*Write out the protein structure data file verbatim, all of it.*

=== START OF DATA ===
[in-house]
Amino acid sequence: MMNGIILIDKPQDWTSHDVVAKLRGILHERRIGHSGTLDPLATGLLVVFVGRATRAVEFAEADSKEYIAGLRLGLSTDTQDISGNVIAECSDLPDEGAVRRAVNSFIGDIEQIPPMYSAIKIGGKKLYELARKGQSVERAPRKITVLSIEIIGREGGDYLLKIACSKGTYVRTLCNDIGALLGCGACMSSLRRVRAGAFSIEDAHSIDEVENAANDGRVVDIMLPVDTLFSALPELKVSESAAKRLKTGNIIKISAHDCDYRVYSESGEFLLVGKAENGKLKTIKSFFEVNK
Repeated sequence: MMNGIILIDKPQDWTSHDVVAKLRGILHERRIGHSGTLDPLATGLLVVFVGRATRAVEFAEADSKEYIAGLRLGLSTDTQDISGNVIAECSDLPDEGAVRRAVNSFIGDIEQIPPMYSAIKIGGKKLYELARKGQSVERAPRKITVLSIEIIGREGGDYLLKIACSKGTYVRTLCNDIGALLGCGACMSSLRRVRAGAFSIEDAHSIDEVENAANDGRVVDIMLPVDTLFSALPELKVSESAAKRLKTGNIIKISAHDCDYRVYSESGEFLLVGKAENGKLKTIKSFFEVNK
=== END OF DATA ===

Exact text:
[in-house]
Amino acid sequence: MMNGIILIDKPQDWTSHDVVAKLRGILHERRIGHSGTLDPLATGLLVVFVGRATRAVEFAEADSKEYIAGLRLGLSTDTQDISGNVIAECSDLPDEGAVRRAVNSFIGDIEQIPPMYSAIKIGGKKLYELARKGQSVERAPRKITVLSIEIIGREGGDYLLKIACSKGTYVRTLCNDIGALLGCGACMSSLRRVRAGAFSIEDAHSIDEVENAANDGRVVDIMLPVDTLFSALPELKVSESAAKRLKTGNIIKISAHDCDYRVYSESGEFLLVGKAENGKLKTIKSFFEVNK
Repeated sequence: MMNGIILIDKPQDWTSHDVVAKLRGILHERRIGHSGTLDPLATGLLVVFVGRATRAVEFAEADSKEYIAGLRLGLSTDTQDISGNVIAECSDLPDEGAVRRAVNSFIGDIEQIPPMYSAIKIGGKKLYELARKGQSVERAPRKITVLSIEIIGREGGDYLLKIACSKGTYVRTLCNDIGALLGCGACMSSLRRVRAGAFSIEDAHSIDEVENAANDGRVVDIMLPVDTLFSALPELKVSESAAKRLKTGNIIKISAHDCDYRVYSESGEFLLVGKAENGKLKTIKSFFEVNK